I think I was bought this book as a present a while back. It’s certainly not the type I’d pick off the shelf. Not because of the cover or the blurb or anything, but because it’s popular. I have one of those odd personalities where if someone says to try something popular, I scream “I’m not one of you!” and run away with my fingers in my ears singing along to some obscure band that no one else has ever heard of. And, yes, sometimes I do end up cutting off my own nose because screw you, Face! But anyway, someone bought this one for me and I’m always willing to at least try the books others give me… even if it is about 2 years after the fact. And I’m glad I did finally get around to reading it.
RPO is set in the not-too-distant-future where the world is a crappy place and the poorest of folk live in the most ridiculous form possible, but thankfully there’s the OASIS. The OASIS is where half, if not more, of the story takes place; it’s a massive, immersive computer simulation very reminiscent of an MMORPG computer game. It’s often referred to as a game, but it’s not a game, in fact the book itself often can’t decide whether it’s a game or not. It’s not. It’s a simulation with games embedded in it. And now that hair is well and truly split, I shall move on.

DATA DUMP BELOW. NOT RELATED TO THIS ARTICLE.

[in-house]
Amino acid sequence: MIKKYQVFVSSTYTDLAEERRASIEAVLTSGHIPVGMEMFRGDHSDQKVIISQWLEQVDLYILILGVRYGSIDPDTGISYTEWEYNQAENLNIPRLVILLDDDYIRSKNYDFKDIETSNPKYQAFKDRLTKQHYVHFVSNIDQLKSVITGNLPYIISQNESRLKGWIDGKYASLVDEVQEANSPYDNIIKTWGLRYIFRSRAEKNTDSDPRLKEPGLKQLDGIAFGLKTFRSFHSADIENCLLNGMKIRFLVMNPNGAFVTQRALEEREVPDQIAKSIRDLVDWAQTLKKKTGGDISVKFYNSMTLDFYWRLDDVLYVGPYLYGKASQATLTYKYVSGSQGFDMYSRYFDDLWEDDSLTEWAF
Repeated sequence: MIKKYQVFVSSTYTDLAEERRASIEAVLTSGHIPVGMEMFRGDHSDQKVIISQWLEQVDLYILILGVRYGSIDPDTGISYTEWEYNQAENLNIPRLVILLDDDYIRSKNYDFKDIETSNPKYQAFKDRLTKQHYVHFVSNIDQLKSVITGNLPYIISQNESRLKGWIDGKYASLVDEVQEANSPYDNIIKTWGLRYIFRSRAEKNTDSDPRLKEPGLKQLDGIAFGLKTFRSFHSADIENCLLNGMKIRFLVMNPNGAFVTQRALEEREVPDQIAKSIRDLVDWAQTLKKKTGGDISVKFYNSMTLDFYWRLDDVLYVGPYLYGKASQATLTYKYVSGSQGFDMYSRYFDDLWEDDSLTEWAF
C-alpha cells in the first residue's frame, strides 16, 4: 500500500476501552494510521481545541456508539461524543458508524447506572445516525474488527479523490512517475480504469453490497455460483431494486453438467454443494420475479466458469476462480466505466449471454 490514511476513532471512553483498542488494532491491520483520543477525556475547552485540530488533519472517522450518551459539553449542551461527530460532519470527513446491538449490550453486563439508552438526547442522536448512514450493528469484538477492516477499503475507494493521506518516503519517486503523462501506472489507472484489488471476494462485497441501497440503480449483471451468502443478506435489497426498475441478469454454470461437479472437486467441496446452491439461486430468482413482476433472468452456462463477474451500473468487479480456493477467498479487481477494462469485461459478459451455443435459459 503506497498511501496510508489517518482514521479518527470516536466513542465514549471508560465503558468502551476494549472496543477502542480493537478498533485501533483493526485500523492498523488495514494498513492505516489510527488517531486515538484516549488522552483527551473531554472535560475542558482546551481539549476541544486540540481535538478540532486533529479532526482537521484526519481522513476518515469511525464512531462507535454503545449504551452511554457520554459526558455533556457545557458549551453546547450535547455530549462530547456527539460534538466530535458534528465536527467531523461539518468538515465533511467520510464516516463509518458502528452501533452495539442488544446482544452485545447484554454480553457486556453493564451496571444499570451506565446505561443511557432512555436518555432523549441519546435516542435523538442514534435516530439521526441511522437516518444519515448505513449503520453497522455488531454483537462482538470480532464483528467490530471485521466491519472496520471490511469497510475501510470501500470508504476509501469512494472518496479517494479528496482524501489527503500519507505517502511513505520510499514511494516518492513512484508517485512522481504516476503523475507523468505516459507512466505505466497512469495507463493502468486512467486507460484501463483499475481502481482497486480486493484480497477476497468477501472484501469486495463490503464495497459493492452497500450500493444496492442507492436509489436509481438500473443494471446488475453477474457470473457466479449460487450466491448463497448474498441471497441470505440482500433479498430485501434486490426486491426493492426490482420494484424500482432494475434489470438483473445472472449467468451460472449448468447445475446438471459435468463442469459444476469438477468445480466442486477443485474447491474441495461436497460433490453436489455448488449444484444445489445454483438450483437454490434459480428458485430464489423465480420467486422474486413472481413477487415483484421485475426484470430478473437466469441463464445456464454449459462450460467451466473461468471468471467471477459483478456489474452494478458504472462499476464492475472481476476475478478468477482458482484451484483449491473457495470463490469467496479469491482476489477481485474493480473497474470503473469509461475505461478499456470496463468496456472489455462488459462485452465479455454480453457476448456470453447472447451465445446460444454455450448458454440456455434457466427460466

The creator, curator, and majority share holder of the OASIS and the company that owns it dies. This enigmatic man leaves behind a new sort of treasure hunt game, spread out over the whole OASIS, to find a worthy successor for his crown (robes). Of course in reality it’s not so much a worthy successor as a geek who’s in to all the same things he was (mostly stuff from the 1980s and plenty of computer games). The interesting bit here is that it creates a whole new subculture of folk who study the decade and everything this creator liked. Trends always come back into fashion eventually, but by creating the biggest and most elaborate treasure hunt in history, this character artificially brings the 1980s back into focus. That’s something I can get behind… apart from the hair and the shoulder pads. Definitely the films though. I do so miss 1980s Hollywood, back when they knew how to make a film. Yes, I’m reminiscing!
So the story focuses on Wade Owen Watts (WOW), also known as Parzival, as he struggles against poverty, the perils of online friendships, an oppressive corporate machine, and the need to constantly spew out pop culture references.
First things first: The story is very clever. It starts with Wade using the OASIS to escape his crappy life and using the treasure hunt as a way of justifying the amount of time he spends away from the real world. It progresses at a rapid pace and so does Wade, quickly moving on from squalor to riches and struggling against corporate douchebaggery, making and breaking friendships along the way. Then it turns into a bit of heist story for a few chapters where we discover the Wade is apparently some sort of man with the plan genius, before erupting into an old Japanese Godzilla film. If you think I’m joking about any of that, just read it…